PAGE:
What is the Penalty for Goods in Custody?
What is goods in custody?
In order to be convicted goods in custody, the police must prove beyond a reasonable doubt that:
a) Had any thing in your custody; or
b) You had any thing in the custody of another person; or
c) You had any thing in or on premises, whether belonging to or occupied by yourself or not, or whether that thing is there for your use or the use of another; or
d) You give custody of any thing to a person who is not lawfully entitled to possession of the thing.
2. That thing may be reasonably suspected of being stolen or otherwise unlawfully obtained.
If any of the above elements cannot be proven beyond reasonable doubt, then you will be found not guilty of the offence.
What does custody mean?
Custody is different from possession. Case law defines ‘custody’ as ‘immediate de facto control.’ For example, police receive a report of a stolen laptop from a retail store at 1.30pm. The description of the offender is 20 year old male on a skateboard wearing a grey hoodie and that he was seen putting the laptop in his backpack. The backpack with the laptop in it is later found in a council rubbish bin at 3pm. The alleged offender is arrested at the train station at 5.30pm. He can not be charged with the offence of ‘goods in custody’ because the ‘goods’ were clearly not in his ‘control’ of ‘custody.’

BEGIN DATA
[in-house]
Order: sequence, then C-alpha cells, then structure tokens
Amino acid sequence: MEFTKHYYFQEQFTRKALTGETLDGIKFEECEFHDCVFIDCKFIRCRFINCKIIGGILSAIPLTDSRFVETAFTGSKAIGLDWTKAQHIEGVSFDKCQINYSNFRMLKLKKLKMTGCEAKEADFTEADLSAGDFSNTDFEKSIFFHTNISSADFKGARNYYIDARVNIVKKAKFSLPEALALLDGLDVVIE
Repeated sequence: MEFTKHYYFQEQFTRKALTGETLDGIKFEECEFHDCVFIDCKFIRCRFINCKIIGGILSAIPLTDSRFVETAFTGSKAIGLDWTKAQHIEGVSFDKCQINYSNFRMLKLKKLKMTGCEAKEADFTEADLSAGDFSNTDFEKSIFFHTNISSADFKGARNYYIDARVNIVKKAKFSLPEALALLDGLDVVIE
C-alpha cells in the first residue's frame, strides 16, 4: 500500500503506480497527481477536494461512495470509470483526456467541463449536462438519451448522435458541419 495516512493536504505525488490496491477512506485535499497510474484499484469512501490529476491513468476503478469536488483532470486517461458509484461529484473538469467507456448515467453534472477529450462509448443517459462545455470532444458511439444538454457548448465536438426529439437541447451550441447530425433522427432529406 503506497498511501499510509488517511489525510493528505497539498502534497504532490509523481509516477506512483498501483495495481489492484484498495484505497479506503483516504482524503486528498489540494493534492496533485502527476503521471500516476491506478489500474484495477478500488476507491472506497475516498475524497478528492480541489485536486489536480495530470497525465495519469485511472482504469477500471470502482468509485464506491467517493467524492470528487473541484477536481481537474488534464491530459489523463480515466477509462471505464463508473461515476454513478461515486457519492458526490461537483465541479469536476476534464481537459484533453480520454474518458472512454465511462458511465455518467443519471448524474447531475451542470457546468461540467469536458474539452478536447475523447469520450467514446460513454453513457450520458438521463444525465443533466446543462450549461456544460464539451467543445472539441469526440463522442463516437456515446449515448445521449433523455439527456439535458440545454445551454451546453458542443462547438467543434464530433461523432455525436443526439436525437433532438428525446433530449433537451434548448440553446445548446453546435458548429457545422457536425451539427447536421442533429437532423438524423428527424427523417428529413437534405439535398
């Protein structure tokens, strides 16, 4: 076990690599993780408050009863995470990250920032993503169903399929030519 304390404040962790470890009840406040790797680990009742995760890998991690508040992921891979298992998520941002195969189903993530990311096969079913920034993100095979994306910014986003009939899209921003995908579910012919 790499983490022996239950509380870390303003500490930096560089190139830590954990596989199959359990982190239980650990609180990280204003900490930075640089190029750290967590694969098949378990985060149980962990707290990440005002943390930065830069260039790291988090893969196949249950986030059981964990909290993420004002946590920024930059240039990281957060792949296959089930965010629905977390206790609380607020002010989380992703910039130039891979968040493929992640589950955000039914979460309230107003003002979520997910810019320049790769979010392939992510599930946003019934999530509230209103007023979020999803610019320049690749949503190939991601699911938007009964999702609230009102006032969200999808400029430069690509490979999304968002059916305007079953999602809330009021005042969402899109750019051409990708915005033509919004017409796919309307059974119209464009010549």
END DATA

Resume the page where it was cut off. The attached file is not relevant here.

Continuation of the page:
What does ‘may be reasonably suspected of being stolen or otherwise unlawfully obtained’ mean?”
The suspicion attaches to the ‘goods’ and not the person. It is the Magistrate who decides if there is suspicion, and not the arresting officer. Further, if the defendant can prove that the goods were not stolen, i.e. he/she can provide receipts, then the element of ‘suspected of being stolen or unlawfully obtained’ also can’t be satisfied.
What is the penalty for goods in custody?
The offence of Goods in custody carries a maximum penalty of $550.00 and/or 6 months imprisonment in the Local Court. If the ‘thing’ is a motor vehicle or motor vehicle part, the offence carries a maximum fine of $1100 or 1 year gaol.
What is the penalty for goods in custody when it was your first offence?
If it was your first offence, it would be definitely possible for your penalty for goods in custody to be a Section 10 no conviction.
The statistics show that 49% of first offenders who plead guilty receive a Section 10 as a penalty for goods in custody.
For more information, and to see our case studies where we have represented other people charged with goods in custody, go to:
Call LY Lawyers on 1300 595 299 to speak to one of our experienced criminal defence lawyers on how to beat a charge of goods in custody.